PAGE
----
Older systems have proposed to deactivate cylinders by simply cutting off the supply of fuel to selective cylinders. However such systems suffer from the drawback that each deactivated cylinder continuously imports, compresses, and expels unignited air significantly reducing the efficiency of the engine. It was then suggested to selectively deactivate cylinders by deactivating the valve assembly to eliminate the continuous pumping by the deactivated cylinders. One such system proposed to cut off an entire bank of a six-cylinder engine and utilized an additional complicated mechanical device to hold open the exhaust valves to eliminate losses previously endured during the compression stroke. Other complicated mechanical valve drive solutions have also been suggested which heretofore have not provided a viable solution to cylinder deactivation.

It is also known to provide a roller hydraulic lifter valve between a cam and a rocker arm in a conventional cam in head driven valve assembly in an internal combustion engine. A hydraulic valve lifter is mounted to the head of the engine and disposed between the cam and the rocker arm. A source of pressurized oil is provided to the hydraulic lifter to provide zero lash adjustment and is conventional in the art. When the valve closes, oil flows into the tappet body to urge a lifter plunger to contact the valve train and take up any clearance. As the camshaft pushes on the lifter a check valve is closed to seal the oil inside the lifter. The lifter then acts as a solid unit. However, the prior art hydraulic lifters do not positively lock a plunger relative to the main body of the lifter and can not provide cylinder deactivation because there is no mechanism to free the plunger to absorb cam lift. Conventional, hydraulic valve lifters are provided for eliminating lash and can not provide deactivation.

Accordingly, it is an object of the present invention to provide a simple means to selectively deactivate valve operation of specific cylinders during certain engine load conditions. It is further desirable to provide a deactivation means which requires few changes to existing components and may be employed within the existing space occupied by conventional valve-train components.

SUMMARY OF THE INVENTION

The present invention is directed to a valve lifter assembly for deactivating a cylinder in an internal combustion engine. A lifter is provided between a cam and a rocker arm assembly in a conventional cam in head or pushrod engine. The valve lifter is provided with a plunger movably disposed within a bore of a main body of the lifter assembly to controllably isolate the cam lift from the rocker arm. The plunger is normally locked in an extended position to transmit rotational movement of the cam to the rocker arm to reciprocatingly operate the valve. One or more locking pins are moveably disposed within the plunger to engage a groove formed on the inner surface of the bore of the main body. Pressurized oil is provided in communication with the locking pins to dislodge the locking pins from the groove and allow the plunger to move within the bore. As the cam rotates, the plunger is forced deeper within the bore to decrease the overall length of the lifter assembly and isolate the cam from the rocker arm to deactivate valve operation. A spring is disposed between the plunger and main body of the lifter assembly to bias the plunger in the extended position. Such an arrangement is provided to ensure that there is some constant pressure exerted on the rocker arm and to maintain contact between the cam and follower in the deactivated state.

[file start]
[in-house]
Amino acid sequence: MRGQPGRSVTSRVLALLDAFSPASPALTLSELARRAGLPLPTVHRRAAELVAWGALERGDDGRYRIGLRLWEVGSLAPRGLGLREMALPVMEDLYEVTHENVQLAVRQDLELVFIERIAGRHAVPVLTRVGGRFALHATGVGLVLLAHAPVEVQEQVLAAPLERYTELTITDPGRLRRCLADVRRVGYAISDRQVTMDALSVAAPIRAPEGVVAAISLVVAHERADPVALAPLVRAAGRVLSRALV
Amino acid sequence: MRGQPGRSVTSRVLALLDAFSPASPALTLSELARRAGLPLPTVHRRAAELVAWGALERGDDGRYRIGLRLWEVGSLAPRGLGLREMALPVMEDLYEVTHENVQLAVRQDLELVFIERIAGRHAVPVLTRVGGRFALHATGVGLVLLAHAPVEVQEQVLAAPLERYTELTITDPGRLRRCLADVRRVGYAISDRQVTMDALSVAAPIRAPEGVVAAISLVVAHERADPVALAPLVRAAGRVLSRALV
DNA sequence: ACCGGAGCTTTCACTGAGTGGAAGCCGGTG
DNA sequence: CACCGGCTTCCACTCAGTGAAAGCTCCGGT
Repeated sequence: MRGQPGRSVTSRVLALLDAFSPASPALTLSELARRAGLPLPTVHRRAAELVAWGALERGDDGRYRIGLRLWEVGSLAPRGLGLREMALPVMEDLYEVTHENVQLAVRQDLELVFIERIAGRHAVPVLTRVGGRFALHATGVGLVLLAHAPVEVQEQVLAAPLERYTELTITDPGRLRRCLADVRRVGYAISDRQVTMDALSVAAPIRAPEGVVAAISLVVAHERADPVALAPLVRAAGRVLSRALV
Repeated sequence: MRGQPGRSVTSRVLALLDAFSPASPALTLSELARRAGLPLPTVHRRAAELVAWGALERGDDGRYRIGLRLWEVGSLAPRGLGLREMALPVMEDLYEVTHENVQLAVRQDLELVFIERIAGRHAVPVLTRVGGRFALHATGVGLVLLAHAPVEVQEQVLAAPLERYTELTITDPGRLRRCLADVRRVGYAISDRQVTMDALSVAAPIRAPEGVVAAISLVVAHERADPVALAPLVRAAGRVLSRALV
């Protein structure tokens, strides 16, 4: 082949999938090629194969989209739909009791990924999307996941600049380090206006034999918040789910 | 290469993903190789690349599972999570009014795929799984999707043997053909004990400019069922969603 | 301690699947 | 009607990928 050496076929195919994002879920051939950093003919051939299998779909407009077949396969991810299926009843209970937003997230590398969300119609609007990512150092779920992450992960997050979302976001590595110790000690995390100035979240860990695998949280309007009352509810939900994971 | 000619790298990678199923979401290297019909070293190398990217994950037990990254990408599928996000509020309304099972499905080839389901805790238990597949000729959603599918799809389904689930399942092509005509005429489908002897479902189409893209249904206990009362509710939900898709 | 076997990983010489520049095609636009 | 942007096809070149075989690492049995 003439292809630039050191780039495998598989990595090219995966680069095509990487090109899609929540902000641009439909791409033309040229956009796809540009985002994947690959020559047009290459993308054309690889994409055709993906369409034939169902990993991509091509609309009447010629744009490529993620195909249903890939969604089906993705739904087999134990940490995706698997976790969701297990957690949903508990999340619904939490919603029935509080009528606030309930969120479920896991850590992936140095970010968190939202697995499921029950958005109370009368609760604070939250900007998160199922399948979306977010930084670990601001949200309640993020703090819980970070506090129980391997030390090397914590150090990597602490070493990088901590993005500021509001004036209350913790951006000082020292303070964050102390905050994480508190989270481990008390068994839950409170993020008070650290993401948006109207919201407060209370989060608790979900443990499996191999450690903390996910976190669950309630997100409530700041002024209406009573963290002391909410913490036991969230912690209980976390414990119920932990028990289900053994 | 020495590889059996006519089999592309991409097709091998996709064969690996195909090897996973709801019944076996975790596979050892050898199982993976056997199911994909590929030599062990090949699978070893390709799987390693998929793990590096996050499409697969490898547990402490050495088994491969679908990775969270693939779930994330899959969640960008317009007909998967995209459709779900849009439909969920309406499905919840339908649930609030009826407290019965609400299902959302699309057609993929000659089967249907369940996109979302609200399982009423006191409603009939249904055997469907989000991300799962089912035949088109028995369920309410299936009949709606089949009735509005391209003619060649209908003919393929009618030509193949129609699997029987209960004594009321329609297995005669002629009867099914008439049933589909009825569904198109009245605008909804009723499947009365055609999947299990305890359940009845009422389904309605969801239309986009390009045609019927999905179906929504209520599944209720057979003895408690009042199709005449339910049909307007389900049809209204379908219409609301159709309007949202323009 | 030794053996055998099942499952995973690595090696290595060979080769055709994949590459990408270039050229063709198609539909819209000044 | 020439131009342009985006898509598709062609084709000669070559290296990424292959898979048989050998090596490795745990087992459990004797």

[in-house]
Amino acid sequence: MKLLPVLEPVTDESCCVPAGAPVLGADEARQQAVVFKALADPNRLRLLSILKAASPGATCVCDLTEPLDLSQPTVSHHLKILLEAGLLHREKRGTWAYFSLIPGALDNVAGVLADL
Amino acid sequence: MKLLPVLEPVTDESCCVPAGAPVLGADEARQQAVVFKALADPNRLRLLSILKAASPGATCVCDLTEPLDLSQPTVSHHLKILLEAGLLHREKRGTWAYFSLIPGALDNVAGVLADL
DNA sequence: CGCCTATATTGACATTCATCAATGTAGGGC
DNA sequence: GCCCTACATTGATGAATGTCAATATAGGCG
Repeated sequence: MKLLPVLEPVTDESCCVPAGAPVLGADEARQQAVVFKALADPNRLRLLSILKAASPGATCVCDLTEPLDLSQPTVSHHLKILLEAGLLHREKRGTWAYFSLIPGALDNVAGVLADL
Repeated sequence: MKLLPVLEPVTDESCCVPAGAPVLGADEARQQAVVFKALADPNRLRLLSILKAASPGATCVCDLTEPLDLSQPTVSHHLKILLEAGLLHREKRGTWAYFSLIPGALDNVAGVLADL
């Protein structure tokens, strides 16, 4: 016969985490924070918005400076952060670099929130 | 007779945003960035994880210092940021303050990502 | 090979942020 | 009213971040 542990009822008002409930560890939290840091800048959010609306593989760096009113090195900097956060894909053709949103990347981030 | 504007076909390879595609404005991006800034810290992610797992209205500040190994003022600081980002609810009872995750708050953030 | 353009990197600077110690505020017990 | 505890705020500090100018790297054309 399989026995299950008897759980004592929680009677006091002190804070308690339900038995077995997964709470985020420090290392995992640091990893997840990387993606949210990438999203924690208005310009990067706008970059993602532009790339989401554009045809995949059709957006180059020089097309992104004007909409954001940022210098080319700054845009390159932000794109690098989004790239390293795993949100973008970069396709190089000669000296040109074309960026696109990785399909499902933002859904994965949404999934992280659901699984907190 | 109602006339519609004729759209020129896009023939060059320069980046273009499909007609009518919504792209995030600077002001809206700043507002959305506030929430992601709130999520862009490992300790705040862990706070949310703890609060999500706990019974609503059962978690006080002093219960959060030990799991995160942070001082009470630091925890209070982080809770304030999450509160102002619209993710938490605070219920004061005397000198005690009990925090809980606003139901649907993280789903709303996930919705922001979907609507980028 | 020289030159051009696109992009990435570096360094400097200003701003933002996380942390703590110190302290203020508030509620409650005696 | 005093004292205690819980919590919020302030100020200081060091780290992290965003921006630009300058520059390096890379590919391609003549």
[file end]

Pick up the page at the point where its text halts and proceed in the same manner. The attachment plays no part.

The locking pins preferably have a spring disposed there between to bias the pins outward to engage the grooves of the main body. A stop may be placed between the pins midway along the bore extending through the plunger to produce symmetrical retraction of the locking pins during deactivation.

The lifter of the present invention is preferably disposed within the existing space provided for conventional roller hydraulic valve lifters as hydraulic valve lifters are provided with a source of pressurized oil for lash adjustment.

The objects, features and advantages of the present invention are readily apparent from the following detailed description of the best modes for carrying out the invention when taken in connection with the accompanying drawings.

BRIEF DESCRIPTION OF DRAWINGS

FIG. 1 is a sectional view of an over head cam valve train assembly in an internal engine employing the lifter of the present invention during normal operation with the valve in the closed position.

FIG. 2 is a sectional view of the over head cam valve train assembly in an internal engine employing the lifter shown in FIG. 1 during normal operation with the valve in the open position.

FIG. 3 is a sectional view of the over head cam valve train assembly in an internal engine employing the lifter shown in FIG. 2 during deactivation with the valve remaining in the closed position.

FIG. 4 is an isolated side view of the valve lifter of the present invention.

FIG. 5 is a sectional view of the valve lifter of the present invention taken along lines 5-5 of FIG. 4.

FIG. 6 is an isometric view of a cylindrical locking pin of the present invention.

FIG. 7 is a sectional view of the locking pin shown in FIG. 6, assembled in the valve lifter of the present invention.